When I asked ministers “Are all of your volunteers trained? Some? If so, how?” these were just some of the responses I received:

“[Our] churches do not have a lot of money for training and materials. We offer them the best training possible which is to tell them what we expect in each class/service. If something were to happen, we are to be alerted as the leaders of the department, and then we talk to the Parents.”

“All volunteers are trained before being placed in a classroom. Training takes place monthly for new team members and is required for all team members because it is held monthly in a team rally situation.”

“We took classes taught by church for training. I had an advantage in that I had my AA degree in child education and additional classes in special needs children.” Not all ministries have the luxury of having formally trained teachers, obviously.

Lastly, you must be an active participant. You can’t treat children’s ministry as if it’s a babysitting service and then be disappointed, upset, or angry when you don’t get the results you’re hoping for (e.g., your child knowing the Bible, knowing Christ, understanding repentance, your child ultimately accepting Christ). Babysitters don’t do anything other than assure that your child is safe while you’re away. If you treat it all as babysitting, then you should expect to get called out of church. After all, you wouldn’t expect your babysitter to discipline your child would you? If you treat them as a babysitting service, you would be shocked and astounded if you came to pick up your child and your child suddenly knew how to read a book.


You know…you may feel like they want to get your kids and to get rid of you at the door. If you feel that way, that’s probably not what’s going on. Teachers and ministers get in a zone just like the players of a game do. Seriously! They get totally focused on their “game plan” and are anxious to initiate it. So, don’t be afraid to ask, “How can I get involved?” Because just as you’re getting different responses here, you may get a very different response from your children’s minister!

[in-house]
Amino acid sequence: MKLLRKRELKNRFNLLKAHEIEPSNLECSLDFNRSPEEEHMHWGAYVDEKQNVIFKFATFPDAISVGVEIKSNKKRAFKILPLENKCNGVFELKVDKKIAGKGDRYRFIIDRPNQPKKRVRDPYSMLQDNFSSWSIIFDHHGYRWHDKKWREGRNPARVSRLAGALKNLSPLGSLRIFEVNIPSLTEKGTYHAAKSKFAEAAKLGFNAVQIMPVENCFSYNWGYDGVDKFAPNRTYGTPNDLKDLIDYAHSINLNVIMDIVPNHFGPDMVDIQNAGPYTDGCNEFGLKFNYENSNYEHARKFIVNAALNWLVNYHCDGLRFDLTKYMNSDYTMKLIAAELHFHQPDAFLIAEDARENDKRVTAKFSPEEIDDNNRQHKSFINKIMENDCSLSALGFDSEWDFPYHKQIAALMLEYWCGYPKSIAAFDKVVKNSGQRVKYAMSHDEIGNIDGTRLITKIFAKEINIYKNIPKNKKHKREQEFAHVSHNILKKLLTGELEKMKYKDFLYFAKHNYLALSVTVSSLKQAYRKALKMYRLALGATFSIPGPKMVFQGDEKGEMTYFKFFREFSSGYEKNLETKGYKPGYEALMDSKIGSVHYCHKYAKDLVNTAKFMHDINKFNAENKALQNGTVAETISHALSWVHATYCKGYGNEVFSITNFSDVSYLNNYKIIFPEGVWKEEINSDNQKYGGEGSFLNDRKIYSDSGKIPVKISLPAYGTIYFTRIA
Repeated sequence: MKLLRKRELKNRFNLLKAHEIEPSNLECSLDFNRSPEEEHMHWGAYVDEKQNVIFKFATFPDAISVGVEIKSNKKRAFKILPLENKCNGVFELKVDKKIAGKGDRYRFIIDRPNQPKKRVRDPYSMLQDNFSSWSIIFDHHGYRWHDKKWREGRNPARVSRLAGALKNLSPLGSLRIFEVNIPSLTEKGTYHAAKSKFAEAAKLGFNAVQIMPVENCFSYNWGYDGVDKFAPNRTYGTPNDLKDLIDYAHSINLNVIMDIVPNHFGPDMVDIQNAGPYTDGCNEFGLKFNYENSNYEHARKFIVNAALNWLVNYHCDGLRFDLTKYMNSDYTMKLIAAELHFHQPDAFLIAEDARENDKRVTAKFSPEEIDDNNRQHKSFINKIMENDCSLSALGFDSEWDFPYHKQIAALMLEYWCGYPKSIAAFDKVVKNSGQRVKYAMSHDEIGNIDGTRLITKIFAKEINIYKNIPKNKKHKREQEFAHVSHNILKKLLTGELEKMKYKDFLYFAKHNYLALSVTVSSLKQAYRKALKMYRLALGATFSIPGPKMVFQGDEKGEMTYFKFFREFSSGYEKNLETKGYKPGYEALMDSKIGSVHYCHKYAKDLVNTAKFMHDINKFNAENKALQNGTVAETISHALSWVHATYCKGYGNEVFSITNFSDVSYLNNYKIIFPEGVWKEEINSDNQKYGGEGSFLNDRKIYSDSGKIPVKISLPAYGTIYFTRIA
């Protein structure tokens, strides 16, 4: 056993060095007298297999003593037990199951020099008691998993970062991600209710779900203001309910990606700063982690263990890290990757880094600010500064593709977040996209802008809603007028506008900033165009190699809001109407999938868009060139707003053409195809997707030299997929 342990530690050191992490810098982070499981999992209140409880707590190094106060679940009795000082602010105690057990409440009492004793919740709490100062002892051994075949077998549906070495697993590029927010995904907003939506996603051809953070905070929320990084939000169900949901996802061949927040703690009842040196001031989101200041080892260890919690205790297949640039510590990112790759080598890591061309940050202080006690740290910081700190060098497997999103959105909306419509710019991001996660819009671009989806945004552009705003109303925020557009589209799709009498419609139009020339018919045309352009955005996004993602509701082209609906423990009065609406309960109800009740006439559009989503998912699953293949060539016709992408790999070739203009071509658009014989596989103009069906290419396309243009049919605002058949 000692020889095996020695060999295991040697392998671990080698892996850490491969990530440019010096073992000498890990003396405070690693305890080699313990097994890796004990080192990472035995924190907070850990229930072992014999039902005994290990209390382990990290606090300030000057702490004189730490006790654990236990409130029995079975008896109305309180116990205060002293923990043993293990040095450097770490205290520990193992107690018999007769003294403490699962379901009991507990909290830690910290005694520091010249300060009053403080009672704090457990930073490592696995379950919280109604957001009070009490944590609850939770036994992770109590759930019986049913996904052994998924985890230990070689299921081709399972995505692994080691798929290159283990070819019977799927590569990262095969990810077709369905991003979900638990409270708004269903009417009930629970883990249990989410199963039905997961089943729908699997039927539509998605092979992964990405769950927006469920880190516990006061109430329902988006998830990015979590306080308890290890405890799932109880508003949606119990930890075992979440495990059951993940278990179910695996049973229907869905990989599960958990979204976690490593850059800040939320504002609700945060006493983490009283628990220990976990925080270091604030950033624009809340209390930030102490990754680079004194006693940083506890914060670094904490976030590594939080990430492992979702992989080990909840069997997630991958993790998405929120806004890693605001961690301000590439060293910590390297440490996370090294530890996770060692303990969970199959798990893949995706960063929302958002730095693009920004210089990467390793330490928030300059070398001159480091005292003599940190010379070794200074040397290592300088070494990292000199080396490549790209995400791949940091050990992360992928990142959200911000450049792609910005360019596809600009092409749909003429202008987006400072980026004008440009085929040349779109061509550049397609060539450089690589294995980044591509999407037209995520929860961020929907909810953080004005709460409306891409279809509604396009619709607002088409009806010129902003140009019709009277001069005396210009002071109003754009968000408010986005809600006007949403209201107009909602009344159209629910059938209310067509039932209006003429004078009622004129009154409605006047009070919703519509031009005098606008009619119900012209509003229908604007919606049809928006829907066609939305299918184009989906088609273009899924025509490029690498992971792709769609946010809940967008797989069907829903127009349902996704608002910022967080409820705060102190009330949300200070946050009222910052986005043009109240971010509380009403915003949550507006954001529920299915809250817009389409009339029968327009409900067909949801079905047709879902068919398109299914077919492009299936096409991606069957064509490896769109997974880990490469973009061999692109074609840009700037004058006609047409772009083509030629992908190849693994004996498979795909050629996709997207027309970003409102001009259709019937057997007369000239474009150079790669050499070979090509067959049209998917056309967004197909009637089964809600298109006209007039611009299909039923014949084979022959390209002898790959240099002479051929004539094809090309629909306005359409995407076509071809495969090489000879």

When I asked “What do you think parents can do to be most beneficial overall and for their children specifically, in regard to their relationship with your children’s ministry?” These were some responses I received…

“The most important thing a parent can do is serve in kids ministry. Especially if they have a child in kids ministry. It helps them [that] you sweat and it’s not a babysitting service and opens up communication about their children’s faith. Children’s ministry is one of the most important ministries in a church and will help promote church growth if done correctly and parents are a big part of this.”

“Talking positively about the teachers. Calling them Ms. or Mr., not their first names. Speaking with parents separate from the classroom. No one needs to hear [about situations] but those involved. Not calling out or speaking about the issue in front of [a] child and [the] whole class. Talk about [the] problem, not [the] child, and without naming names!”

“In our department, we had parents who used us as babysitters. If they would see us as much more than that. We are pouring into the souls of their children for the sake of the Kingdom. If parents could put our classes and services on the top of their priority list, ensure their students are in class on time and as often as classes or an event are held, it only helps. If parents could remind students of how they should behave that would be great. If parents would communicate with leadership and let them know about any special needs the student has, that would be great! As volunteers freely give up their time to serve in the ministry, it is our hope that children and students will have a great time so parents can focus on their own class/service.”